Sunday, May 24, 2009

Genocidal Trek

There is no doubt that the recently released movie version of Star Trek features many of the same traits which fans have embraced for years, such as futuristic plots, stunning special effects, and phrases which have entered the popular lexicon. Indeed, it is easy to watch the new Star Trek and be so caught up in the plot that the actual meaning behind the plot lines becomes secondary. And yet, to do so would be an injustice to a story that highlights important issues facing international law and the international community.

The nemesis in the current installment of Star Trek is Nero, initially described as one of the last inhabitants of the planet Romulus. Eventually, the audience learns that, over a hundred years in the future, Romulus is threatened by a black hole and faces extinction. The future Spock offers to save Romulus and its inhabitants – and nearly does so – however he is thwarted by the quickness of the black hole. As a result, Romulus disappears, taking with it the majority of its inhabitants, including Nero’s wife and unborn child. Nero then vows revenge on Spock and both go back in time; Nero arrives first and captures Spock, who he condemns to live on a small planet until Nero is able rework the past and destroy Vulcan (Spock’s home planet) before Spock’s helpless eyes. Nero explains to Captain Pike of the USS Enterprise – whom he captures and tortures for information – that he intends to avenge the loss of his family and planet through a “genocide” similar to that which they suffered. He plans to destroy all planets in the “Federation,” including Earth and Vulcan, because he sees the entire Federation as responsible for the destruction of Romulus. Nero goes to great – and somewhat successful, at least in terms of the destruction of Vulcan – lengths to carry out this goal. Ultimately, Nero is killed by Captain Kirk, young Spock, and the crew of the USS Enterprise, and the remaining planets in the Federation which Nero so methodically targeted are saved. However, Nero’s impact extends far beyond the end of the movie credits.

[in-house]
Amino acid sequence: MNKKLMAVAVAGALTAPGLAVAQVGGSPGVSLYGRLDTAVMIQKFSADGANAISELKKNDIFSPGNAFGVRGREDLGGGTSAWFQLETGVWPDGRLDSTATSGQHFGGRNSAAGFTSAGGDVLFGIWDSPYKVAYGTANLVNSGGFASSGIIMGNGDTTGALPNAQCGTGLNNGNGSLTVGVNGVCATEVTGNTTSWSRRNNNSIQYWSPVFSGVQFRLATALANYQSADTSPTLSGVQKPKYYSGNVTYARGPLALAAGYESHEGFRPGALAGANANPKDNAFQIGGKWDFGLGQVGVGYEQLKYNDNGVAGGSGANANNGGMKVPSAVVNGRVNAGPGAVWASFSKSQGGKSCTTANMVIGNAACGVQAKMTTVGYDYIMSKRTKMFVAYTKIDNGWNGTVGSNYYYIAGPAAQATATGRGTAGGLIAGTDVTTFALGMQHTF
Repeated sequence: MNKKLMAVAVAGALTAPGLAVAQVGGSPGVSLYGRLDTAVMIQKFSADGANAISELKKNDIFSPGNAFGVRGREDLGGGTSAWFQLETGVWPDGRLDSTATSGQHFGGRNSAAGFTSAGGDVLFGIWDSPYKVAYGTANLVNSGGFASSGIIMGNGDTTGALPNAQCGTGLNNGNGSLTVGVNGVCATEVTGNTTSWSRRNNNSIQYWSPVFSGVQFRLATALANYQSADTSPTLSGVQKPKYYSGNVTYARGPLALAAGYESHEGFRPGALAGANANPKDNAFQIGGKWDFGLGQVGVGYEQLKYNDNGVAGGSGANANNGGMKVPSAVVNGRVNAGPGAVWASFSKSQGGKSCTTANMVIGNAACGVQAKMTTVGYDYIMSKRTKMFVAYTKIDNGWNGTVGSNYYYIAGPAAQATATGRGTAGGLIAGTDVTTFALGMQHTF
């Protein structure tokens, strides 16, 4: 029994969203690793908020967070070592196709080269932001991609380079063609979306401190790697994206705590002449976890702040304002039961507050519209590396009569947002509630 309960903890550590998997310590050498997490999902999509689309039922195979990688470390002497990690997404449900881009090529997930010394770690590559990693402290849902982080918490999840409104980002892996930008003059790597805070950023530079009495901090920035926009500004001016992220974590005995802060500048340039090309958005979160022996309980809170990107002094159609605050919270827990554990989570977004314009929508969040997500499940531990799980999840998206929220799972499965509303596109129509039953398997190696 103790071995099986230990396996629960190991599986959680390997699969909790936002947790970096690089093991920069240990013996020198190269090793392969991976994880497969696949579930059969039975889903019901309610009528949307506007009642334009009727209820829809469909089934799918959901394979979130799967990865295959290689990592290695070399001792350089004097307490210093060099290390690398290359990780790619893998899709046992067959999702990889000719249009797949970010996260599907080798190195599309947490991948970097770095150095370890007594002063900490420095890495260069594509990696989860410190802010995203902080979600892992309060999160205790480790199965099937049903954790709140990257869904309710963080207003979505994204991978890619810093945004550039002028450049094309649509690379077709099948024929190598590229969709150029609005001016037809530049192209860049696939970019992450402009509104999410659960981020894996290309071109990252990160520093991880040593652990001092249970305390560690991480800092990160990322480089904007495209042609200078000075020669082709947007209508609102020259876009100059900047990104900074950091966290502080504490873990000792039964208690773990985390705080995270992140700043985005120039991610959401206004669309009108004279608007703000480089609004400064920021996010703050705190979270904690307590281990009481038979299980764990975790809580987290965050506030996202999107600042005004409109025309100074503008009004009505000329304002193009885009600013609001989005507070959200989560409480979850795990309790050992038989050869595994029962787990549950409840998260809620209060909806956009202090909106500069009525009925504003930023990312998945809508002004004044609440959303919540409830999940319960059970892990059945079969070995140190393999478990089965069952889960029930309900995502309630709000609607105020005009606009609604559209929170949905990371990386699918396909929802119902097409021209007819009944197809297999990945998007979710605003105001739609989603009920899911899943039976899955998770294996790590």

In Nero, we see the figure of someone who has suffered a deep and profound personal loss. Rather than being a sympathetic character, however, Nero is portrayed as evil. His losses drive him to seek the destruction of planets – which can be analogized to states in the international system – and deaths of billions of people and traditional ways of life. Beyond a personal vendetta, Nero’s co-opting of other surviving Romulans to assist in his plot – and his statements that he is engaging in his plot to avenge all Romulans – is emblematic of recent genocidal regimes, which have used the propaganda of past wrongs by other groups in order to dehumanize them and give rise to a climate in which genocide and attempts at human and state destruction can be perpetuated with perceived justification.

The type of justice sought by Nero for the deaths of his family and the destruction of his planet is not justice as the rest of the movie characters and communities know it. Instead, it is itself another crime – greater in planned scope than anything done to Romulus. And, rather than seeking impartial justice for what Nero perceives as Spock’s failure to save his family and planet, Nero’s choice is to sentence Spock to a punishment of Nero’s creation and which was designed to make Spock suffer the same sense of loss and horror that Nero experienced. This shunning of impartial justice is again similar to the choices made by many actors in recent genocides and civil wars, where the decision to seek individualized and greater vengeance outside of the established national and international court system has perpetuated the cycle of war crimes and destruction.

Certainly there is a good deal of storytelling and creativity in the overall plot of the newest Star Trek movie. In addition to other cinematic commendations reaped upon Star Trek, it should receive attention for subtly yet powerfully relating aspects of many current and past genocidal acts and conflicts that have changed the state of international law and the international community.

Information on Star Trek is available at .

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